Every morning Sterlin Gilbert walks into the team meeting room at McNeese State and says the same thing: “La Familia. La Familia.”
Without hesitation, every player stands up, turns to two teammates, gives them each a hug and says, “Count on me.”
This is the foundation of everything Gilbert is hoping to achieve in Lake Charles as he embarks on his first season in the cutthroat Southland Conference.
“It’s just family and being one,” he said. “You can pick on your brothers, but nobody else can. It’s really that mentality. It’s about being close and caring for each other, battling for each other, fighting for each other and not letting anybody come in and push us around.
“It all comes down to what we say: La Familia. Accountability, discipline and go to class. It all starts with family.”
The “La Familia” concept began while Gilbert was an assistant at Eastern Illinois under Dino Babers.
College football is throwing itself a big 150th birthday bash all season long.
Babers, now running the show at Syracuse, would often say “Family, La Familia and Ohana” as the key tenets to his program. La familia and ohana both translate to “family” from Spanish and native Hawaiian.
What Gilbert is doing at McNeese is simply his spin on the tradition.
Gilbert says players are more inclined to utilize the “bro hug” than full embrace. Still, the idea of hugging a teammate is typically reserved for postgame celebration or consolation, depending on the outcome.
But Cowboys players said they welcomed Gilbert’s new ideals almost immediately. Now it’s just another part of the daily routine.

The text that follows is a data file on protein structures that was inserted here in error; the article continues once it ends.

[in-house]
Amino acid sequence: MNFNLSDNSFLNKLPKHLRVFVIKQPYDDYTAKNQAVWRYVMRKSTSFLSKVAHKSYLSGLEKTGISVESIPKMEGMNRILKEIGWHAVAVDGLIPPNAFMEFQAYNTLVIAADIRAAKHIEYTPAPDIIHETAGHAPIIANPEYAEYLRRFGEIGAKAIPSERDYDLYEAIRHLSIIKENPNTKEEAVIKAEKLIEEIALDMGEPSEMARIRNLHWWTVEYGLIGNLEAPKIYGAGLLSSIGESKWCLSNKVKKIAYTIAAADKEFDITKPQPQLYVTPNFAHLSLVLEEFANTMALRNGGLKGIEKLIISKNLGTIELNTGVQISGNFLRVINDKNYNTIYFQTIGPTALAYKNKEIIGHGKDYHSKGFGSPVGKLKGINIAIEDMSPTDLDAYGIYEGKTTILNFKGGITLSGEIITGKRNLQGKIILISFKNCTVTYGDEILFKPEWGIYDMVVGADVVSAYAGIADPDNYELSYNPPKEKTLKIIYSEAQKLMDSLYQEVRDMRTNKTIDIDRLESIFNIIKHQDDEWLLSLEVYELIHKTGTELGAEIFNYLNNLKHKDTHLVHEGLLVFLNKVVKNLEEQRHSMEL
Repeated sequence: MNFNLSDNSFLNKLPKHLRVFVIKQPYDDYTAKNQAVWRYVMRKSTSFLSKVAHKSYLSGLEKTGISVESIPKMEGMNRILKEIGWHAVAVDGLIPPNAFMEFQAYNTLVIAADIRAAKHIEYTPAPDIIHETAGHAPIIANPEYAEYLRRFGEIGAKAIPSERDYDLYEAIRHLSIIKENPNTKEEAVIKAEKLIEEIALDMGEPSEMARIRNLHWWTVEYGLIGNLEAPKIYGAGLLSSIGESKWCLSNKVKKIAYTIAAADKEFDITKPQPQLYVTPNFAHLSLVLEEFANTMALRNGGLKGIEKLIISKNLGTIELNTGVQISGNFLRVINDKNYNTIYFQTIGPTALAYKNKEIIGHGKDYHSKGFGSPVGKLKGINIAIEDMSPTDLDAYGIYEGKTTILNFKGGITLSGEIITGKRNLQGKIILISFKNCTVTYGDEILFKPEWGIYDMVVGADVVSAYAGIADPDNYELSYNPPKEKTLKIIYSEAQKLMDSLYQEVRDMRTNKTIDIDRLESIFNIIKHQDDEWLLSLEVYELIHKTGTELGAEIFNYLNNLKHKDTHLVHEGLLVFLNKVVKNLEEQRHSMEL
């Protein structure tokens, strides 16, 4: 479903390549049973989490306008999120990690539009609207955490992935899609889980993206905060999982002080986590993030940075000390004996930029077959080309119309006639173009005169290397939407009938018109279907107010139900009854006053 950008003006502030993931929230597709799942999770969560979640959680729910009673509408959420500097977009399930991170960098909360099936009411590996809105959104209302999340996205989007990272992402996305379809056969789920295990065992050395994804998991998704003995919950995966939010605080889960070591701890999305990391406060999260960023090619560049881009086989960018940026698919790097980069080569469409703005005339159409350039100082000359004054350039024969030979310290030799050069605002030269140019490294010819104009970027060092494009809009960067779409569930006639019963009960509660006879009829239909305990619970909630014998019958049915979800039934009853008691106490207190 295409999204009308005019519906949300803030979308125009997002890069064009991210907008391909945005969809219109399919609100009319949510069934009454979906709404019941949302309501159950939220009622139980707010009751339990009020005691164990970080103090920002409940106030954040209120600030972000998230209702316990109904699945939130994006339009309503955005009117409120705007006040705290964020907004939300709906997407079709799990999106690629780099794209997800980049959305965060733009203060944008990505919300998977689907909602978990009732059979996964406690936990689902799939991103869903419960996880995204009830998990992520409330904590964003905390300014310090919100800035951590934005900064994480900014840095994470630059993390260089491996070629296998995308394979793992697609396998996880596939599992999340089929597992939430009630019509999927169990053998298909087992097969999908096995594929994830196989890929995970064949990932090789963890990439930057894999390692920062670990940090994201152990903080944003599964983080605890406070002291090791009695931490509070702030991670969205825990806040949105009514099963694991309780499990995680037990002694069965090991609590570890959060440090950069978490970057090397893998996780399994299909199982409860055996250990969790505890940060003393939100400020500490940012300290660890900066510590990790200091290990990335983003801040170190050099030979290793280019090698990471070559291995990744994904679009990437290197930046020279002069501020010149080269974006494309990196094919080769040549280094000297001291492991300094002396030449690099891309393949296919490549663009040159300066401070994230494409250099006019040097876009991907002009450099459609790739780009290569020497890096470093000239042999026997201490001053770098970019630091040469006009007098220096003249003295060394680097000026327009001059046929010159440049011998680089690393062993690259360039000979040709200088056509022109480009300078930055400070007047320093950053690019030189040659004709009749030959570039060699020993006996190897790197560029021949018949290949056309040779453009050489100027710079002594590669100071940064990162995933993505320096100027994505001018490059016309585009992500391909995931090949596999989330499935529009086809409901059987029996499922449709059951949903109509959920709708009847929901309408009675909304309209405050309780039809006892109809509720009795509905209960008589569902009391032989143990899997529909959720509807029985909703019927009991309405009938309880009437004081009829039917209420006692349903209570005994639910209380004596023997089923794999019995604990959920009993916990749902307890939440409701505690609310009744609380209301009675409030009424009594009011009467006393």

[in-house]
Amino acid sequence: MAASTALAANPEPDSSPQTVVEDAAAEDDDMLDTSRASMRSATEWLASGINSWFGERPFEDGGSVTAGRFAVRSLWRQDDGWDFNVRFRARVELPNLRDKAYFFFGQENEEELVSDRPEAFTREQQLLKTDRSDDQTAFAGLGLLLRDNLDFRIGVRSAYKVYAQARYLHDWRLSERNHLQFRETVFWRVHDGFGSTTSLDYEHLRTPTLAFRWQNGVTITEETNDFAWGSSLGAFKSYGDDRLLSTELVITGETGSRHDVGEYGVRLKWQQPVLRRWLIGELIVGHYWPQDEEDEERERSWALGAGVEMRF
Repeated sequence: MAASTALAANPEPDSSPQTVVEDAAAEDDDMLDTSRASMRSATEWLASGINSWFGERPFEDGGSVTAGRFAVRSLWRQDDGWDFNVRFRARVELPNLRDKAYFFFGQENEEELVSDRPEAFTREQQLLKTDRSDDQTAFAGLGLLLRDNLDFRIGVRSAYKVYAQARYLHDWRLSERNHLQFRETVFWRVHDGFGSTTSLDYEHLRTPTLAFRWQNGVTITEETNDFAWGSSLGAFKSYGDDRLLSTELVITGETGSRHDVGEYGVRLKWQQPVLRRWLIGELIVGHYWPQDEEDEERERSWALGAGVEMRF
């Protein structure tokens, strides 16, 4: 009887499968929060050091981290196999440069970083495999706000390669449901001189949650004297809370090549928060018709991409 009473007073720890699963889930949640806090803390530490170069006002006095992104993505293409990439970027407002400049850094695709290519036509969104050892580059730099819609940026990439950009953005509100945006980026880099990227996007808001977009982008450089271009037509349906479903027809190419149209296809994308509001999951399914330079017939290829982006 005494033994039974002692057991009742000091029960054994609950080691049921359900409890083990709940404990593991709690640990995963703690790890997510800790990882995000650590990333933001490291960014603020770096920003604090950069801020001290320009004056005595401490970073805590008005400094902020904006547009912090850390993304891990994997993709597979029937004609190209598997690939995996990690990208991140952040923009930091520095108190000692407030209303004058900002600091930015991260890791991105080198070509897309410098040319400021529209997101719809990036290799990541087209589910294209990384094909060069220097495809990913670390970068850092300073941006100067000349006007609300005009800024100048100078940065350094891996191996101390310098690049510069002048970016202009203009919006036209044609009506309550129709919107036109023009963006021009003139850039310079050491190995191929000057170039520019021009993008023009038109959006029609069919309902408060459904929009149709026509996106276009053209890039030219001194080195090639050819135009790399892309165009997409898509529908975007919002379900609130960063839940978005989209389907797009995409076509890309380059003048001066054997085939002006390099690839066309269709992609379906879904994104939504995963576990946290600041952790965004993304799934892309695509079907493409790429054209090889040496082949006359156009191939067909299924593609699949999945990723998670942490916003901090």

“I think about it all that time time — that I’m going to miss it when I leave,” senior defensive end Chris Livings said. “When he says, 'La Familia,' after you spend four years with someone and go through all types of nonsense with them through the summer, and you see each other every day, you create a bond that is like a family. Saying 'La Familia' is fitting for what we’re doing here.”
The trick will be converting that sentiment into reality. McNeese looks to rebuild from a disappointing 2018 season that ended with the ouster of coach Lance Guidry.
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While McNeese has a long history of contending for Southland Conference titles and FCS playoff spots, the Guidry era ended following a 6-5 season in which the Cowboys finished sixth.
McNeese still had one of the toughest defenses in the nation, but the Cowboys fell apart on the other side of the ball, finishing last in the Southland at 290.9 yards per game and second to last at 20.8 points per game.
As for Gilbert, he brings more to the table than just a heartwarming catch phrase. He spent the past two seasons at South Florida leading the Bulls offense to a top 25 ranking in eight NCAA statistical categories in his first year, including No. 6 in total offense (513 ypg) and No. 10 in scoring (38.3 ppg).
He’ll have to break in a new quarterback, though, as Cody Orgeron (yes, he's the son of LSU coach Ed Orgeron) takes over for three-year starter James Tabary.
No matter where Gilbert takes the offense, everything continues to fall back on the concept of family.
“It’s the standard he brought in,” Cody Orgeron said. “It’s the family. … It’s more than football. It’s relying on your brother to uphold his job and holding everyone accountable to do their job.”
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